Spiced Buttermilk Pancakes

Let’s try an experiment.

How about we all try to talk to strangers?

I was recently directed toward this Onion article and was aghast that I might very well be one of the most annoying people in Boston. I like talking to people. I like it when someone’s wearing sassy shoes on the train – so much so that I tell them how sassy their shoes are. The 40-something-year-old listening to funk was just begging for someone to groove with him, right?

“Hi, your tattoo of a shark jaw is pretty fantastic.”

“Are you seriously listening to ‘Call Me Maybe?’ Is this really happening right now?”

“Would you rather have your hands smell like garlic or your feet like asparagus?”

A girl sitting next to me on a park bench and I both were reading a book during the sunset, and amidst the silence and distant sound of dogs barking and children playing, she let out a very audible toot. I burst out laughing and she did the same. We didn’t even say anything to each other, just laughed for a few seconds then went on reading until it was time to go.

Talk to people. Just give it a whirl. And maybe, someday, you’ll make them a stack of buttermilk pancakes in the morning and realize that if not for your mild nuisance of a personality, you wouldn’t have met half of the people who make your life special every day.

Ingredients everywhere. Recipe on the laptop for inspiration. This is what the kitchen looks like when it’s time to cook.

I find it difficult to have a plain pancake. Even if it’s fluffy and filled with buttermilk. It needs some oomph. It needs ginger and cinnamon.

Egg whites into stiff peaks. It might be the one baking process that is both my least favorite and most satisfying thing to do. If you don’t have an electric mixer, I suggest avoiding it. Unless you work out your forearms on the regular. Who works out their forearms on the regular?

I like eating in my office in the morning. I also like waking people up with the smell of sizzling butter.

Spiced buttermilk pancakes.

1 1/2 cups all-purpose flour
1 tablespoon granulated sugar
1/2 teaspoon baking soda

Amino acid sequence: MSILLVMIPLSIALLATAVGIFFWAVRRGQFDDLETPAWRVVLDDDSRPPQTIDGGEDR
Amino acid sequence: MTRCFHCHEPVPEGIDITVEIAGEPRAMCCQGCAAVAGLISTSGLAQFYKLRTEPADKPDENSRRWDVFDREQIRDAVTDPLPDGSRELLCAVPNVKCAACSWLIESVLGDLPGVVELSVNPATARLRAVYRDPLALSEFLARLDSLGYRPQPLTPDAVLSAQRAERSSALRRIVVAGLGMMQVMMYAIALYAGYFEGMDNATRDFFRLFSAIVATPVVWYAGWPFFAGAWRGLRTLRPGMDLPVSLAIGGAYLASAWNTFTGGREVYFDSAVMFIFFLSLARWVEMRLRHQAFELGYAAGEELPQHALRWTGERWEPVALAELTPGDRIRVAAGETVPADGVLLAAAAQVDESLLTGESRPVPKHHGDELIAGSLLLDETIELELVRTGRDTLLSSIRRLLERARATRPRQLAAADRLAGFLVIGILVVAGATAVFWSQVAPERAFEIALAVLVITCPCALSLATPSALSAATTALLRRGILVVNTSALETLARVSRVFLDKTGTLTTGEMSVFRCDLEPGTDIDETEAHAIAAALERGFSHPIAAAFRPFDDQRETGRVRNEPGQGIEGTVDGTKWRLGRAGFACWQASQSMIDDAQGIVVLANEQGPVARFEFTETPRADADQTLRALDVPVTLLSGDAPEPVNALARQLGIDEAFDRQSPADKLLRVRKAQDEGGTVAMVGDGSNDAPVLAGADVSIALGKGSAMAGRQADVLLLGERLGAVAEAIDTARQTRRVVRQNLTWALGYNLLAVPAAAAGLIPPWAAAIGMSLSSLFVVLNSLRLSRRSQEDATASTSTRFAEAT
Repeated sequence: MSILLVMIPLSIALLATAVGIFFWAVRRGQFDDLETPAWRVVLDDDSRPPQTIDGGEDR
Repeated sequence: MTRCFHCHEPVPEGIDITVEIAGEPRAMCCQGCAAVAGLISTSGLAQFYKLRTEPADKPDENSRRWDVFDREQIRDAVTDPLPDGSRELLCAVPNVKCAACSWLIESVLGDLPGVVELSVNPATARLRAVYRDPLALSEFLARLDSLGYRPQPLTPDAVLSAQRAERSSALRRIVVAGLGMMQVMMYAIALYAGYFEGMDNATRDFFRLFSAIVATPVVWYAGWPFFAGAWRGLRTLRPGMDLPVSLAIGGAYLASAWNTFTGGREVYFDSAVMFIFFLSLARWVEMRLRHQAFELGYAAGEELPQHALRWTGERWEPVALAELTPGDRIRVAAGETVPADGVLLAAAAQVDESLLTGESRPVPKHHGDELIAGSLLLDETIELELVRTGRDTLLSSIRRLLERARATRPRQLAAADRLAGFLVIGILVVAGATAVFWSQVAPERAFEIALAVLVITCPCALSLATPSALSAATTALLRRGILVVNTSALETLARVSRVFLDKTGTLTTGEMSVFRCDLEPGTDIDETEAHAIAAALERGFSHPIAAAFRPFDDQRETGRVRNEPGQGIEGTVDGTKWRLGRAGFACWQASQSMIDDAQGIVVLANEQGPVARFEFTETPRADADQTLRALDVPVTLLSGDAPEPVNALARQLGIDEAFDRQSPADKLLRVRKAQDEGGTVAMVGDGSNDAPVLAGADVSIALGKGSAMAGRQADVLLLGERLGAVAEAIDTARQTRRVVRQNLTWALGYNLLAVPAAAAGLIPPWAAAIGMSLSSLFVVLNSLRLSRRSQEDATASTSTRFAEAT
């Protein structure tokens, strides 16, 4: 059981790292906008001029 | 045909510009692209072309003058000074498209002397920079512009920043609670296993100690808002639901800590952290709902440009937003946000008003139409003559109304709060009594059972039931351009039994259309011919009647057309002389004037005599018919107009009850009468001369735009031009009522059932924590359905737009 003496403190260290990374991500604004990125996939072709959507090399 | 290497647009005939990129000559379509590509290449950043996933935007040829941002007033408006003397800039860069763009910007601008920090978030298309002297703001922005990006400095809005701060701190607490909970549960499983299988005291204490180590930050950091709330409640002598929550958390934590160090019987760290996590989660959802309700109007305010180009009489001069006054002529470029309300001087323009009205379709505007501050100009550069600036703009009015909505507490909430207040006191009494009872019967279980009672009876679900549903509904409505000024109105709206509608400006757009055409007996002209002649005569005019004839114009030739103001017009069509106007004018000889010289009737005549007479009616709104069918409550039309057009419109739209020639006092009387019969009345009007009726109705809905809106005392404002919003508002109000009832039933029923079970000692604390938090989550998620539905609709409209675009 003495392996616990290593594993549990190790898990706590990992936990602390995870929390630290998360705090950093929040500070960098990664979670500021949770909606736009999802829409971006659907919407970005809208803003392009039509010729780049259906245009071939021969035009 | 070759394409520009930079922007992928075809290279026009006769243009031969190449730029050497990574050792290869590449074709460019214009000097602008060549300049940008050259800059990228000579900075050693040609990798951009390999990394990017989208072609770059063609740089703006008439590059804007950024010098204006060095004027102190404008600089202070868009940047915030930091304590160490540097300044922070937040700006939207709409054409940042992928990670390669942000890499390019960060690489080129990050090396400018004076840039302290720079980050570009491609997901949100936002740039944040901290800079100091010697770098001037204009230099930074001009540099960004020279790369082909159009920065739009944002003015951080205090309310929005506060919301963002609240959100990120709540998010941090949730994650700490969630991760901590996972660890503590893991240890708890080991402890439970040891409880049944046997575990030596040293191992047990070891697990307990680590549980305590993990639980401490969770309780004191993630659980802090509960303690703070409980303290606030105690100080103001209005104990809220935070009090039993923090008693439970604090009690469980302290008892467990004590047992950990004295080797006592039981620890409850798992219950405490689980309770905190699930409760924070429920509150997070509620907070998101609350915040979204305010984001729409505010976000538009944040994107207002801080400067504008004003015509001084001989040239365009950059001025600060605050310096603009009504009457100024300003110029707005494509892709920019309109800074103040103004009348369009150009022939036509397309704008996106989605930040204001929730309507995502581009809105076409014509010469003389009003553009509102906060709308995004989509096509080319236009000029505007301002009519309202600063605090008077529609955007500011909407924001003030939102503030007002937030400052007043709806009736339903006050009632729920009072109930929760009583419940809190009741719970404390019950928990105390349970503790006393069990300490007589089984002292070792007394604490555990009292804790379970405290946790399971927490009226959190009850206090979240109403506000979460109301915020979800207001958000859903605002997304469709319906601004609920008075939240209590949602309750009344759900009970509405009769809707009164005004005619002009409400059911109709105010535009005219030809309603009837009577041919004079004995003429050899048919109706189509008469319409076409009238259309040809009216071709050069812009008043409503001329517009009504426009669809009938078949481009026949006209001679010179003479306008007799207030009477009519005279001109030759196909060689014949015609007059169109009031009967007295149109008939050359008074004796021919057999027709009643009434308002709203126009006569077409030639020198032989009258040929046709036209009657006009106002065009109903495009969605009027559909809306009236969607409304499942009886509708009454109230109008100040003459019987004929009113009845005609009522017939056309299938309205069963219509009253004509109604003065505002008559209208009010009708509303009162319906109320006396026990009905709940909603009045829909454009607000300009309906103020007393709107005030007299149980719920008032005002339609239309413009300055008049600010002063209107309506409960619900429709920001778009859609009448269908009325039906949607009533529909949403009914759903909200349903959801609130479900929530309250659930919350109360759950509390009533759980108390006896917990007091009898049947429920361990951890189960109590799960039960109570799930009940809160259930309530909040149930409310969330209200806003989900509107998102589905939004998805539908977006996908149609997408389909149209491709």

1/2 teaspoon baking powder
1/4 teaspoon powdered ginger
1 teaspoon cinnamon
1/2 teaspoon salt
2 tablespoons melted butter
1 1/4 cup buttermilk
1 teaspoon vanilla
2 large eggs, separated

Optional: blueberries

In a medium bowl, whisk together the flour, sugar, baking soda, baking power, spices and salt. Set aside.

In a large bowl, whisk together buttermilk, butter, vanilla and egg yolks until just combined. Add to the dry ingredients until and mix until just incorporated.

Using an electric mixer, whisk the egg whites until they become stiff peaks. Fold gently into the rest of the batter, being careful not to over mix.

Heat a skillet to medium temperature and add a dollop of butter. Scoop pancake batter in 1/4-cup sizes, being sure to leave about 1-2 inches between each round.

Makes about 12-18 pancakes, depending on how large you make them.

Ginger Pancakes

Every Friday at 5 o’clock I get that flippin’ Lover Boy “Everybody’s Working for the Weekend” tune stuck in my head and until I’ve had at least three $2 PBRs, I’m stuck in the 80s.

I’m working for the soon-to-be-in-the-oven-then-in-my-face chocolate chip oatmeal coconut cookies. And the Zipcar rental that’s taking me to the gardening store where I’ll pick up soil, seeds and clay pots. The 9-5 gets me pumped to sweep up the dust bunnies that have collected over the week. It’s making that entire pot of tea so much more delicious than the usual thermos-on-the-train coffee.

The weekend means no alarms. No deadlines. Only eyebrow-plucking and nail-painting self-pampering goodness.

Oh, and eating. Lots of awesome eating.

Chocolate chips are probably even more important than parmesan cheese and balsamic vinegar. Everything is better with chocolate.